Disclosure #1: Cape Cod Today has begun serializing my book, “Little People,” today. I am not getting paid.

Disclosure #2: Just click here.

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Putting Hopkins in her place


  1. ben

    If you’re against casino gambling, I’d suggest sticking to the arguments against it. If you’re against casino gambling in Middleboro, stick to the arguments against it. This tangential stuff is just noise and irrelevant to the real debate. What if the group out in Palmer is completely professional and plays by the book, you’ve then put yourself in a position to support them because your argument has been less about the effects of casino gambling and its related impacts and more about the Mashpee/Wolman group and the physical site.

  2. Dan Kennedy

    Thanks for the advice, Ben. As I have said before, I am against casino gambling anywhere, but, as a fallback, I’m against casino gambling in Middleborough. I think the meltdown in Middleborough speaks to the issue on both grounds, since it’s indicative of the kind of people you have to crawl into bed with.

  3. Don (no longer) Fluffy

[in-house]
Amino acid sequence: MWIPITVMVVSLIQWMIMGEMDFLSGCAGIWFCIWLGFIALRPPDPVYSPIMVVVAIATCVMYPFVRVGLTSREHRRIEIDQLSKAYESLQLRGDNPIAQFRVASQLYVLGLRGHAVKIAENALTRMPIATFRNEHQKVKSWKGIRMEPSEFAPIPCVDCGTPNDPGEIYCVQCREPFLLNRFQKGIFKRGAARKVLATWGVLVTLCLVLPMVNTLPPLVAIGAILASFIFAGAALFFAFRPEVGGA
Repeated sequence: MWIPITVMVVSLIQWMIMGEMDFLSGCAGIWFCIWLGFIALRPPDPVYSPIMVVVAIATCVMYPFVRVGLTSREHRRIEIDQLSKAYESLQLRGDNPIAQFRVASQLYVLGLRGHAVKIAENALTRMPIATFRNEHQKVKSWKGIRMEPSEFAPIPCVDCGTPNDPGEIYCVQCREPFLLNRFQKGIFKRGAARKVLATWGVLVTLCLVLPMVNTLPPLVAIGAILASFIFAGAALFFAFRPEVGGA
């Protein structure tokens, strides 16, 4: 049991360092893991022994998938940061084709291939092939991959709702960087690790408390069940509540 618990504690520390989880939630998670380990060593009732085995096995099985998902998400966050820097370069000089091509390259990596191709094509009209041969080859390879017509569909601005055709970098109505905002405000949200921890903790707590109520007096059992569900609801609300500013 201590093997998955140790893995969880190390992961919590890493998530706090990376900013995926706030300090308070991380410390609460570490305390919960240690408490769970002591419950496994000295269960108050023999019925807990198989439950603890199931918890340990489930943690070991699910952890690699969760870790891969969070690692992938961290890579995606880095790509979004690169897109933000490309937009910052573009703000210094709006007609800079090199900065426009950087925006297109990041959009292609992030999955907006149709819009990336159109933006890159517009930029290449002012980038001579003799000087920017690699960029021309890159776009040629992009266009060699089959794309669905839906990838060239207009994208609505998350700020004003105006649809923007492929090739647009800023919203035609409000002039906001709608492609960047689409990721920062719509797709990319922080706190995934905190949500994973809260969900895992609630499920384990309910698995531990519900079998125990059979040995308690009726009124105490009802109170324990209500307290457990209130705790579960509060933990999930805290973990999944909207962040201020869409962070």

Why don’t they stick to mashing peas, and leave the casino alone?

  4. MeTheSheeple

    “The grim discovery”? This is such bad writing it makes my head hurt.First, Superfund sites aren’t exactly hidden. There are lists and maps easily available, including online.Second, quit editorializing. People know that uncleaned Superfund sites aren’t exactly the place to hold the family vacation. So what’s so grim about it? We know already. Geesh.Third, the writer’s using the passive voice, which covers up forFour, the writer is a moron. “The grim discovery” doesn’t make it clear who did the discovering. What we’re seeing, then, is that the writer just found out about this. So the writer is taking his ignorance, remedying it with widely available public information, and then proclaiming it as a scoop. If he missed the knowledge of local Superfund sites and just now — this far into the discussion of a casino — discovered it, chances are good that reporter is still a pretty ignorant fool.